7 Steps to Integrating Social Media into a PR Campaign

desserts-barbara-rozgonyi-food-photographyStill sending out traditional news releases?

If you’re looking for ways to raise visibility, generate traffic, grow business and build an online community, integrate social media into your PR efforts.

Follow these seven steps to get started on conducting an effective public relations campaign to reach reporters, and the masses, using social media.

Why the dessert food photography image?

Each one has a distinctive flavor that reaches a dedicated group of fanatical fans. Who’s in for chocolate mousse, cannoli, fruit or Key Lime Pie? Think of your campaigns as flavor full yet small enough to digest in a few bites – like these gorgeous desserts. 🙂

1. Set Campaign Goals

Traditional PR campaign goals often include placements in target publications along with the total number of media impressions.

Search and social media news campaigns allow you to be more creative and effective.

For example, do you want to reach out to bloggers, grow your community on twitter, build a Facebook group, generate more site traffic, attract more YouTube channel viewers, raise your social media visibility profile or get better search engine rankings?

You can do all of these and still reach reporters on social networks.

TIP >>> Schedule your releases to go out at least once a month. Higher frequency positions you as a newsmaker and one to watch. And, you’ll get more opportunities to fine-tune your message and measure results.

2. Be Newsworthy

Because social media sites are searchable, every action or comment can be public.

You don’t need a press release to get noticed.

You do need to be newsworthy on a consistent basis to sustain interested attention. As you’re crafting your campaign, think about whom you want to reach and why, what problems they have that you can solve, where they spend their time online and the sources they go to for news or help.

TIP >>> For story ideas, focus on topics that relate to the specific area of expertise or business service you want to grow or highlight. Now think about why and how your stories need to be told. How can you tie into trends or national events? Look at stories in the news now and find connections to what you do.

3. Target Media

Who do you want to tell your story?

Do you already have a media list that includes newspaper, trade publication, magazine, radio and TV reporters? Great.

Now, find the reporters and their media outlets on Facebook, LinkedIn, Google Plus and Twitter.

TIP >>> To expand your coverage, include bloggers and community sites in your niche. To find them, search for niche + blog, niche + community and niche + forum. If you have more than one area of expertise, for example young couples and entrepreneurs, segment your media list by contacts that cover each niche.

4. Make Connections

Check out each reporter, media outlet, blogger and community to make sure that their audience would be interested in covering your stories.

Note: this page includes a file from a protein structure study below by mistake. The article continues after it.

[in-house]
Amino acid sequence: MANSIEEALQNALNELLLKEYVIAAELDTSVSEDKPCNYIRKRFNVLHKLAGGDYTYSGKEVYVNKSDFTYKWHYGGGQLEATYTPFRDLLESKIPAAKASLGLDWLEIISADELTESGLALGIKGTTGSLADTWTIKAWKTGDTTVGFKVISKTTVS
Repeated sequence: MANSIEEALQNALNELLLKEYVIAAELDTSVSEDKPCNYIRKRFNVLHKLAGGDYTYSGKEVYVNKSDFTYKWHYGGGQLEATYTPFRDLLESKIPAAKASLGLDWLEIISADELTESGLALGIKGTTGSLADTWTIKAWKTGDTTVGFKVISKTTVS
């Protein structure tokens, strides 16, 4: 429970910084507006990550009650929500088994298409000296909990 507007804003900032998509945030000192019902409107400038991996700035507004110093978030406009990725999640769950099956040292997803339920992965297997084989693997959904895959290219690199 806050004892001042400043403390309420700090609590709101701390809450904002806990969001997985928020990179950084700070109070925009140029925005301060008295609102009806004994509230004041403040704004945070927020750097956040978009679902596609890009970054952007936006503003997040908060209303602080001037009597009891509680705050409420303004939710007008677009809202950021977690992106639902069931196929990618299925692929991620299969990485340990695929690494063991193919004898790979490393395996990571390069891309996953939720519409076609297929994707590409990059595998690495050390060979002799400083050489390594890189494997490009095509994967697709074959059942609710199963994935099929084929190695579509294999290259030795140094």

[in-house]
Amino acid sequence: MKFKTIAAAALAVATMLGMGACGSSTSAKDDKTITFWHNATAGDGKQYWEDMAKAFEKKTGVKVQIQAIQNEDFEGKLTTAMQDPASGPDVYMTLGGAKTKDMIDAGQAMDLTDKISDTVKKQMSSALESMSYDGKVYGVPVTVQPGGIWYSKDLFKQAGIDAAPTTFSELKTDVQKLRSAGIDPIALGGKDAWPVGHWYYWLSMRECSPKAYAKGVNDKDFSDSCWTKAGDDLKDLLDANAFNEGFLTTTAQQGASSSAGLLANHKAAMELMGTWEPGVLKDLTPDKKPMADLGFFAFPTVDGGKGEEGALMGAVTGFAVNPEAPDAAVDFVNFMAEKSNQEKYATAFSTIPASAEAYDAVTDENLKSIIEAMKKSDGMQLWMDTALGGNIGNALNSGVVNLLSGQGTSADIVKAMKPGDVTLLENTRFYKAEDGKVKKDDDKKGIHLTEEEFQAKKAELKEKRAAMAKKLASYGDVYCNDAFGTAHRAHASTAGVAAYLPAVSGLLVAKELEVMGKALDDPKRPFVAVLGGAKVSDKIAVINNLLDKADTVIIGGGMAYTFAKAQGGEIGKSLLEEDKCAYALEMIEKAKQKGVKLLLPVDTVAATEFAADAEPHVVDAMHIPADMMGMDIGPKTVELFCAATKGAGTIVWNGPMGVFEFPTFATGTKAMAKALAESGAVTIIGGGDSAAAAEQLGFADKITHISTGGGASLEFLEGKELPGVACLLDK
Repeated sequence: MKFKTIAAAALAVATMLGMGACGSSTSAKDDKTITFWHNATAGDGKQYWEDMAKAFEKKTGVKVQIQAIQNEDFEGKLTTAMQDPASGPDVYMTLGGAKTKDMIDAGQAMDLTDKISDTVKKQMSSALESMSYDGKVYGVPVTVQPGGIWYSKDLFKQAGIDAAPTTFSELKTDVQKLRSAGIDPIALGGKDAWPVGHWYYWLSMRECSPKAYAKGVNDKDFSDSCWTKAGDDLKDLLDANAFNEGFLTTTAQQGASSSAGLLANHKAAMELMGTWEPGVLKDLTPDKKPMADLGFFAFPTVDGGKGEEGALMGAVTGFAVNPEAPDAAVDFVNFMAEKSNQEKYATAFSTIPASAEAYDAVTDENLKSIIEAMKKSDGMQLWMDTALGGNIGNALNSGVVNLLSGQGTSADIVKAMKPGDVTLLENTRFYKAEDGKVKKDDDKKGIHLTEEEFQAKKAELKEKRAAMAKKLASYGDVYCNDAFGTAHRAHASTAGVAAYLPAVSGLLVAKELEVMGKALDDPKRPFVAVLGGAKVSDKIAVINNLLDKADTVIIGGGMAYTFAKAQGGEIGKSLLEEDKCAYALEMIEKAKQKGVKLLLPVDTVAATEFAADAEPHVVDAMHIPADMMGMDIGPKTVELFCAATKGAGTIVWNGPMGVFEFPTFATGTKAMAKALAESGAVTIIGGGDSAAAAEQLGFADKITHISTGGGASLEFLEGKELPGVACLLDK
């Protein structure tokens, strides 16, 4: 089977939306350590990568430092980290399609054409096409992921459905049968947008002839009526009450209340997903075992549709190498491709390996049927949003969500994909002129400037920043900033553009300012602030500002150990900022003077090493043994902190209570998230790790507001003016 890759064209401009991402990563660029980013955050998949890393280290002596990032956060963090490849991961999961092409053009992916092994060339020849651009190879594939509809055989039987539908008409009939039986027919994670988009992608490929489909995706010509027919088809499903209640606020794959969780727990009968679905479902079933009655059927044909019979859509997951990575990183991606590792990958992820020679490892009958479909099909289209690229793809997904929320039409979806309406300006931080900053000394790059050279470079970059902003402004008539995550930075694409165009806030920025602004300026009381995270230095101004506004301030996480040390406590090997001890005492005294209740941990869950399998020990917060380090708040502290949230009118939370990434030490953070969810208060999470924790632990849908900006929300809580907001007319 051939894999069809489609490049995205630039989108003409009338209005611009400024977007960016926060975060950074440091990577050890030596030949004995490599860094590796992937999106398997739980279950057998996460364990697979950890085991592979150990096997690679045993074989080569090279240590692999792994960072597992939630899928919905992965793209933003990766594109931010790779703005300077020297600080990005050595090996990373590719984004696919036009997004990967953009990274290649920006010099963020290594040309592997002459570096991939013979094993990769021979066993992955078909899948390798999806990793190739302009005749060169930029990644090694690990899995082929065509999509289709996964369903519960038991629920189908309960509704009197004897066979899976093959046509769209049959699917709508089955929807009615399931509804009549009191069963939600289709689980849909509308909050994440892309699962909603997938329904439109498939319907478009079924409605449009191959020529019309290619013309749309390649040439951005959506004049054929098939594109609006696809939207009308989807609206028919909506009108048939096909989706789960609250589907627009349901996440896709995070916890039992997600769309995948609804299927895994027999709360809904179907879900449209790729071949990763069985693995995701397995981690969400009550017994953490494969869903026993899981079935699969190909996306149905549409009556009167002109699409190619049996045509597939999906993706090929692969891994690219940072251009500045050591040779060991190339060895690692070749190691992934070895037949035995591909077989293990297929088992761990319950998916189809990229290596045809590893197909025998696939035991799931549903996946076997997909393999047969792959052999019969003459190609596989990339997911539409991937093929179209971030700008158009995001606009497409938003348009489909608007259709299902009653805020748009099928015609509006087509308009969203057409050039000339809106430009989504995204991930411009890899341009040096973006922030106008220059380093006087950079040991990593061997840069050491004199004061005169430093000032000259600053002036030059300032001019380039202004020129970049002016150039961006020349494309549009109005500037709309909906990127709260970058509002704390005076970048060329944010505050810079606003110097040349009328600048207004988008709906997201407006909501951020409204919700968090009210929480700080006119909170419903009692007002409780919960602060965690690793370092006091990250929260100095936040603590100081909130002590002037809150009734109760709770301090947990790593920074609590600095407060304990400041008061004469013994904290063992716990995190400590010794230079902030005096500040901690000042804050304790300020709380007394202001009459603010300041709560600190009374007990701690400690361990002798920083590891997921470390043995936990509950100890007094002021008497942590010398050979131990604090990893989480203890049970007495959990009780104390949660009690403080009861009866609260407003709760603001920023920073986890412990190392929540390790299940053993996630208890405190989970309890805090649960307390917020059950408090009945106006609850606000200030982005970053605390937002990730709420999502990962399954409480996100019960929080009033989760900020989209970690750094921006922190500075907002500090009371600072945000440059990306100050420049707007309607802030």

Look for reporters that write stories that match your topics.

For example, business reporters cover different stories than lifestyle reporters. To connect on social networks, send a personal introduction request with a mention of the reporter’s work and let them know you are a resource in the area of your chosen expertise. If you have more than one area of expertise, match your message to the media.

TIP >>> Targeting bloggers? Comment on their posts and find out who’s who in their community. Get to know each media contact personally. It’s better to have a small intimate group than a large email list with no relationship.

5. Craft Search and Social Releases

A search and social media release differs from a traditional press release in these important ways:

  • Keyword search terms help readers find your news faster
  • Images and video add dimension to the story
  • Key points break up the content and underscore main ideas
  • Built-in sharing options allow news to spread easily and quickly online.

TIP >>> To transform a traditional press release with search and social elements, add key search terms, summarize the news in the first paragraph with a call to action, add on links, include images and video and route distribution through share-enabled channels.

6. Distribute to Share

Now that your social media release is ready to go, you can get the word out in a variety of ways.

Set up an online newsroom to post the releases on your site or blog with an RSS feed option to automatically update subscribers.

Choose a free or paid distribution service to send your news to search engines, wire services and industry-specific RSS feeds. Popular paid services include PR Newswire, PRWeb and MarketWired. The higher your investment, the more detailed the statistics and reports.

TIP >>> Reach out to media contacts and send a tweet with a link to your release. Leverage your company’s network connections by sharing the release and the link on your company’s social profiles sites.

7. Measure Results

Go back to your campaign goals and see how your results measure up.

To see how your release performs on search engines, enter your key terms.

Type the release headline in the search bar to see what sites picked it up. With social media, set up a search term, called a hashtag, to group results across channels. For twitter results, use TweetReach or Topsy to track your hashtag’s reach by twitter user.

TIP >>> To check out mentions across multiple social media channels, check out Social Mention. For more ways to measure, check out this presentation on low cost social media and PR measurement tools. 

How do you integrate social media into your PR campaigns?

Leave a comment

Your email address will not be published. Required fields are marked *

2 thoughts on “7 Steps to Integrating Social Media into a PR Campaign”